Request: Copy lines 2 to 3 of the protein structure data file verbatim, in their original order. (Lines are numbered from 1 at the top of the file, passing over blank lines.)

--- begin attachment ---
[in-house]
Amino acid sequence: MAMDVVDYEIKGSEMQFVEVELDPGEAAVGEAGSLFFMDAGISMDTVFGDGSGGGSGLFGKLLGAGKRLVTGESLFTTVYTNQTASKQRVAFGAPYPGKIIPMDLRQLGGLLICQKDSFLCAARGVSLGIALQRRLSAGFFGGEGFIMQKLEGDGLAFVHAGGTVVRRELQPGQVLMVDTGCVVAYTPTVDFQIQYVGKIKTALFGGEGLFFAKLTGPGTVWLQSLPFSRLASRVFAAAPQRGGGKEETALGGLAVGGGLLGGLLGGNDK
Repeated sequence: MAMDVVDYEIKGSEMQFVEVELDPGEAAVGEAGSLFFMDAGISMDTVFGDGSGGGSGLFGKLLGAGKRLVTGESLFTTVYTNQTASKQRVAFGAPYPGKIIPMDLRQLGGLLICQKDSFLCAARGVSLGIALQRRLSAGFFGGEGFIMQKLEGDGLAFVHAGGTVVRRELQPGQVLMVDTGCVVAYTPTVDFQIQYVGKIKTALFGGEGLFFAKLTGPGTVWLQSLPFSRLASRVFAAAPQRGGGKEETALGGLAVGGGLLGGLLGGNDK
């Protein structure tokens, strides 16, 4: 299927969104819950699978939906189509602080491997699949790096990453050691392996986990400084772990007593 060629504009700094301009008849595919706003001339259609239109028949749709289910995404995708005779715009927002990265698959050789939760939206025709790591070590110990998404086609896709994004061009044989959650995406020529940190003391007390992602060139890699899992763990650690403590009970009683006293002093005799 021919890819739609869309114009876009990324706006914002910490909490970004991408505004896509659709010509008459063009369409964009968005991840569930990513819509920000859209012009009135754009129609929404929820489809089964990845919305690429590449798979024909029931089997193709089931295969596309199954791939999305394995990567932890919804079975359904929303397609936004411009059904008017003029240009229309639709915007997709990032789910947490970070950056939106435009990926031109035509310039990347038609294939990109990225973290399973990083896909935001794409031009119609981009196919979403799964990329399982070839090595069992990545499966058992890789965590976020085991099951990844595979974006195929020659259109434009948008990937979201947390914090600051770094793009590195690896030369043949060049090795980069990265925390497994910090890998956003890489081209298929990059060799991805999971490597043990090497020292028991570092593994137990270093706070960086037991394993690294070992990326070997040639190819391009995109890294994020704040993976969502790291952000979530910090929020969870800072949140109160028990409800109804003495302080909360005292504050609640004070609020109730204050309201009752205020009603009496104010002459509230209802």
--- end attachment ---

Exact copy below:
Amino acid sequence: MAMDVVDYEIKGSEMQFVEVELDPGEAAVGEAGSLFFMDAGISMDTVFGDGSGGGSGLFGKLLGAGKRLVTGESLFTTVYTNQTASKQRVAFGAPYPGKIIPMDLRQLGGLLICQKDSFLCAARGVSLGIALQRRLSAGFFGGEGFIMQKLEGDGLAFVHAGGTVVRRELQPGQVLMVDTGCVVAYTPTVDFQIQYVGKIKTALFGGEGLFFAKLTGPGTVWLQSLPFSRLASRVFAAAPQRGGGKEETALGGLAVGGGLLGGLLGGNDK
Repeated sequence: MAMDVVDYEIKGSEMQFVEVELDPGEAAVGEAGSLFFMDAGISMDTVFGDGSGGGSGLFGKLLGAGKRLVTGESLFTTVYTNQTASKQRVAFGAPYPGKIIPMDLRQLGGLLICQKDSFLCAARGVSLGIALQRRLSAGFFGGEGFIMQKLEGDGLAFVHAGGTVVRRELQPGQVLMVDTGCVVAYTPTVDFQIQYVGKIKTALFGGEGLFFAKLTGPGTVWLQSLPFSRLASRVFAAAPQRGGGKEETALGGLAVGGGLLGGLLGGNDK